Needless to say, my family is all in health care/medicine....and after some on-hands experience I've had within the marketing/communication world...I've decided the field doesn't appeal to me any more...and there are many aspects of nursing that seem very desirable and the job itself would challenge and excite me!

    I'm interested in applying next year for admission into Duke's accelerated BSN.

    Unfortunately, I still have to take prerequisite courses---chemistry, statistics, etc. ....so even though I'm graduating I know I have a few years of more school ahead of me!

    I plan on taking these at a branch campus of Ohio State University or a community college to save money since I'm already coming out of my undergrad with some debt.

    My questions are:

    If you've completed this program or if you've been accepted, what did your application reflect?

    My current GPA is a 3.49. Nothing outstanding for a communication major, but Miami isn't a walk-in the park.
    - do you think community college classes would be sufficient for prerequisites at Duke?

    Also, what were your GRE scores??

    This is something I'm looking at into the future and I'd really like to focus and aim for DUKE, however, I do not know if I'm setting myself too high.

    I mean it's got to be pretty difficult to be accepted!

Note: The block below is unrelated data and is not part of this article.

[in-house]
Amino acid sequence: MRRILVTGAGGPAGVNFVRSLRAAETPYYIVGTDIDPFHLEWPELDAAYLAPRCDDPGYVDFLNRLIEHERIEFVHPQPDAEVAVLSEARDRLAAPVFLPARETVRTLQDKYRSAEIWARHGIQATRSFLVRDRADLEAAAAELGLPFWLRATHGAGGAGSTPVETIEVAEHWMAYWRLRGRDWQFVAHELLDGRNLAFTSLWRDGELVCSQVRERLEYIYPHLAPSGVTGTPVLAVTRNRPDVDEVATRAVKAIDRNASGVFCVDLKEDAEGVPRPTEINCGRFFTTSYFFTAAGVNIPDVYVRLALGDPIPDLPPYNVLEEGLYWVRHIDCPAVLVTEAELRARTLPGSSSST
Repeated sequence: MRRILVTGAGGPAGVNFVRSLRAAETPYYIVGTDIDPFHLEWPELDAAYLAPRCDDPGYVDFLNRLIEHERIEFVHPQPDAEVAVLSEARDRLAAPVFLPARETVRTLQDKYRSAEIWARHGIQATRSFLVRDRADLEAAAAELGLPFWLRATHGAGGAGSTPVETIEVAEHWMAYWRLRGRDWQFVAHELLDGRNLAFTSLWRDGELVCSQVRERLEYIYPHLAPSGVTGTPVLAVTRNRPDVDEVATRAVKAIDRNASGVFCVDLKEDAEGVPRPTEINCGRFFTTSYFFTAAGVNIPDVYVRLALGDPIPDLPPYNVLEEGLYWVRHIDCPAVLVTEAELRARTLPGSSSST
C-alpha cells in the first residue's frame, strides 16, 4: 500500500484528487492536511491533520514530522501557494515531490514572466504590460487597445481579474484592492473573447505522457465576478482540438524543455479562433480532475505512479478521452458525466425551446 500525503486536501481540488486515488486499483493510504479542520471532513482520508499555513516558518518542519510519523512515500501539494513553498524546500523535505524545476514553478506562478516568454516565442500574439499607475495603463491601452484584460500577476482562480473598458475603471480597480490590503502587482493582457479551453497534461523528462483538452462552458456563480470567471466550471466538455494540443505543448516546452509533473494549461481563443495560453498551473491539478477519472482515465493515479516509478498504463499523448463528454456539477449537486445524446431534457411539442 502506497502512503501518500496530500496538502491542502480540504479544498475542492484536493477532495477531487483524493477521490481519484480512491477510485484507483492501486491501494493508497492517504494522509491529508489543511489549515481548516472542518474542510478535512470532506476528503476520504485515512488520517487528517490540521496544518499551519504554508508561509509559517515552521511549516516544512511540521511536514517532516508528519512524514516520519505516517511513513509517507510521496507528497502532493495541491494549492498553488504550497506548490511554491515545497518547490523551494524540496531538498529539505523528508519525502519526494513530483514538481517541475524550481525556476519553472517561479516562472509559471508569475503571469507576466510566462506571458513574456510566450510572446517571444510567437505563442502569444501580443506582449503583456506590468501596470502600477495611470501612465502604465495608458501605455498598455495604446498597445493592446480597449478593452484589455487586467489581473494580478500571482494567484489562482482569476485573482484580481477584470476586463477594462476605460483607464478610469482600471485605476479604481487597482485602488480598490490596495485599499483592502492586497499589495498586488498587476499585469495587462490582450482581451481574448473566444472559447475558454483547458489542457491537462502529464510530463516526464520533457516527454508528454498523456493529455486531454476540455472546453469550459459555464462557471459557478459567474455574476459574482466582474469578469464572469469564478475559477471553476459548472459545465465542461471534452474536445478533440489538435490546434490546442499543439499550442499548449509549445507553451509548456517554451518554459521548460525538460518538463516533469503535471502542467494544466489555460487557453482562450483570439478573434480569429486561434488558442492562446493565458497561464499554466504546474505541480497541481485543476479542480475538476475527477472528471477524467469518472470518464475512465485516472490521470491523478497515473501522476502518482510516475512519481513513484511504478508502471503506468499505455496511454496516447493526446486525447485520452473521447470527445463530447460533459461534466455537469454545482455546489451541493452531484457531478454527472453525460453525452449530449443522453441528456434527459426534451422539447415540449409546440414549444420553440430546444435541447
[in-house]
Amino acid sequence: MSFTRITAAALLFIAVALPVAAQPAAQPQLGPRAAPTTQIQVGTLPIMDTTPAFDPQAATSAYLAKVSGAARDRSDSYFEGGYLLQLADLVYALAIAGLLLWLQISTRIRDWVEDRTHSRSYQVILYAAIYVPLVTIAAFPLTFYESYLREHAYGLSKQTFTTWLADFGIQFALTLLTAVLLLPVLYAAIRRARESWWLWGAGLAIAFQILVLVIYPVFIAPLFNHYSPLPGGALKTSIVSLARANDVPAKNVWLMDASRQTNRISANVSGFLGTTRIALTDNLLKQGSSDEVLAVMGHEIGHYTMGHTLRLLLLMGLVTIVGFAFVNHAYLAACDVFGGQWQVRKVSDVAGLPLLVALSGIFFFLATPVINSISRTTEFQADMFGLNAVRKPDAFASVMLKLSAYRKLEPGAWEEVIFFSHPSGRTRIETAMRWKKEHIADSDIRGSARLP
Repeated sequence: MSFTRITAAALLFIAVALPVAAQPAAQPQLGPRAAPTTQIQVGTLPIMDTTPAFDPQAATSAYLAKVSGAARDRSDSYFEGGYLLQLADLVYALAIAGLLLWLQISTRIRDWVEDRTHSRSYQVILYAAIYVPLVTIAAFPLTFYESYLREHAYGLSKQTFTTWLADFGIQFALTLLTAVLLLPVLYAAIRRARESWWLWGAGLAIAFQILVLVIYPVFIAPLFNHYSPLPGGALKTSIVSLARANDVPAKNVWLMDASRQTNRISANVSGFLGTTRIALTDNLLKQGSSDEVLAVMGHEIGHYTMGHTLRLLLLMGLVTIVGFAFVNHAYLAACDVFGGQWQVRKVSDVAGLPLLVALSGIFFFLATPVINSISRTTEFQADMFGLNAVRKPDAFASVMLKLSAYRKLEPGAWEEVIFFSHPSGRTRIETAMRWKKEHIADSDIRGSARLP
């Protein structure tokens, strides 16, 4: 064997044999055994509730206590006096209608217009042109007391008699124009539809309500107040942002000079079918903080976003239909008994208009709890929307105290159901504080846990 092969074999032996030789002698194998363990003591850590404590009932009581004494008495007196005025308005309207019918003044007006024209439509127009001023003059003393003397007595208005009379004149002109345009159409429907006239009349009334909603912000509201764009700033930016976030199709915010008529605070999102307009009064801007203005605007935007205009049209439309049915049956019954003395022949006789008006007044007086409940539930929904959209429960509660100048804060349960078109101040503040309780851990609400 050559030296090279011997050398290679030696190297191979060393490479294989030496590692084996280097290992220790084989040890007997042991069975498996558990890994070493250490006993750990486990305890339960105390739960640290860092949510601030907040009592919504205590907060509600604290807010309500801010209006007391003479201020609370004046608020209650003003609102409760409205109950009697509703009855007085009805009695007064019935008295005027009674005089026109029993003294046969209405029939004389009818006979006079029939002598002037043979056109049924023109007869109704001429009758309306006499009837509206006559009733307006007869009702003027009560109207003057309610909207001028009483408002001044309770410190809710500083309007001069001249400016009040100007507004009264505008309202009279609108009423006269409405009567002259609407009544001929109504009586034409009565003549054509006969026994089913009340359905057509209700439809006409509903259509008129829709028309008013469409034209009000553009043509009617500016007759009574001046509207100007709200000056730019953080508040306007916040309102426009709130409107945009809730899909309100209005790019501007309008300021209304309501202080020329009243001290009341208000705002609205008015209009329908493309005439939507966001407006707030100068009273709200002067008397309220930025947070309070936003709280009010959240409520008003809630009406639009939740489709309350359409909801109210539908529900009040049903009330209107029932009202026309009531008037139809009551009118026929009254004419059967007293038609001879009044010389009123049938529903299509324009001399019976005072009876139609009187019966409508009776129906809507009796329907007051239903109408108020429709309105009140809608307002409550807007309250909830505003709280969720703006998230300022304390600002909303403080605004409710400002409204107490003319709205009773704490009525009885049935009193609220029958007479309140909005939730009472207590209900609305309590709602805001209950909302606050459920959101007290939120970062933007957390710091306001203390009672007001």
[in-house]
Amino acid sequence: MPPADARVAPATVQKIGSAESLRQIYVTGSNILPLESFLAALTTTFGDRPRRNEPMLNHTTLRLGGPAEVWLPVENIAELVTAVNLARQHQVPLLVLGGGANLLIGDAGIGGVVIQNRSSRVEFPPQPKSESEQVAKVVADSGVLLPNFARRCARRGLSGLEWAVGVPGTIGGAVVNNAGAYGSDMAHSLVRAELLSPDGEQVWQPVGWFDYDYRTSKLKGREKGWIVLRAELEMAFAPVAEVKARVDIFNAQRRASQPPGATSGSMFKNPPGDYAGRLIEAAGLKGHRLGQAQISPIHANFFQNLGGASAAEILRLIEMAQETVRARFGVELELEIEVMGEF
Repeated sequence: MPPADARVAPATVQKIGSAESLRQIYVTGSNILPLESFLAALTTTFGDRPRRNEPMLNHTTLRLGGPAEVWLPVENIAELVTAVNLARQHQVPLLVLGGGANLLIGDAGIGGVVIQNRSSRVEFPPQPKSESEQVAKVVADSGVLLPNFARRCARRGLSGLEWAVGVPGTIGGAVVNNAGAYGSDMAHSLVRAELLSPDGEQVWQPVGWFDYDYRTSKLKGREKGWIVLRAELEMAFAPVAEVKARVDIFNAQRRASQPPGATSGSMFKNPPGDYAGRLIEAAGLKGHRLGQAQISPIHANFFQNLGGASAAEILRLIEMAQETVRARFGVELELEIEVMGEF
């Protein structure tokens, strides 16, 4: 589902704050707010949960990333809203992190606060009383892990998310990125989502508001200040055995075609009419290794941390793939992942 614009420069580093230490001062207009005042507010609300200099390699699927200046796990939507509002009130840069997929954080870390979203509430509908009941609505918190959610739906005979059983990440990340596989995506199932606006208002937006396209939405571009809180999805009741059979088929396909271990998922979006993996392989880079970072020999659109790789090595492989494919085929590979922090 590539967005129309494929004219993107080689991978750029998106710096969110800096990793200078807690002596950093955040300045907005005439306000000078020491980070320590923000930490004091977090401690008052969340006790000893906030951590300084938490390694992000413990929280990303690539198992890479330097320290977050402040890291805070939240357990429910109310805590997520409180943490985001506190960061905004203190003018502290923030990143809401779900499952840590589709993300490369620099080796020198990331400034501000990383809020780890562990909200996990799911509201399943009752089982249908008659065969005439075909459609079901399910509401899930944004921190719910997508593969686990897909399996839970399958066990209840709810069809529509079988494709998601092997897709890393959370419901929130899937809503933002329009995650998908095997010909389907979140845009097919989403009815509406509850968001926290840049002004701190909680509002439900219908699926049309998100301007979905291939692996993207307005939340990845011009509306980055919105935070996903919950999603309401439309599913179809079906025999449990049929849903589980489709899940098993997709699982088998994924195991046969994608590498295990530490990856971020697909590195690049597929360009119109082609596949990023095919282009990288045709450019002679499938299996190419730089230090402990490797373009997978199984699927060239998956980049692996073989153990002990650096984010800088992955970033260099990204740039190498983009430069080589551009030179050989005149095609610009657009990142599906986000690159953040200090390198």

Are there supplemental actions I should take to increase my chances???

    Thanks,
    Rachel
  5. 2
    Quote from NurseKitty NC
    As far as prerequisites go, Duke accepts courses taken at community colleges as long as the courses meet certain requirements. Just make sure you get approval from Duke before taking your prerequisites elsewhere -- it would be terrible to complete your coursework and then find out that Duke will not award you credit.

    One thing you might want to focus on is your application essay. The topic you select and the time/effort you put into writing a great essay is what will set you apart from all the other students, regardless of standardized test scores, GPAs, academic transcripts, etc.

    It is quite challenging to get into their accelerated program, but keep in mind they do have other options, including a traditional 24-month program. Also, there are other reputable nursing programs in the general vicinity of Duke, such as UNC-Chapel Hill and Watts School of Nursing, which you may want to consider as a backup plan.
    For the OP - I am starting at Duke in the fall. The ABSN is the ONLY BSN available at Duke University; they do not have a 24 month program and it's my understanding they have no intentions of having one in the future. Your essay topic is not completely chosen by you - if you download this year's application from their website, you can see what we had to write about. However - it's never too late to start formulating a UNIQUE answer.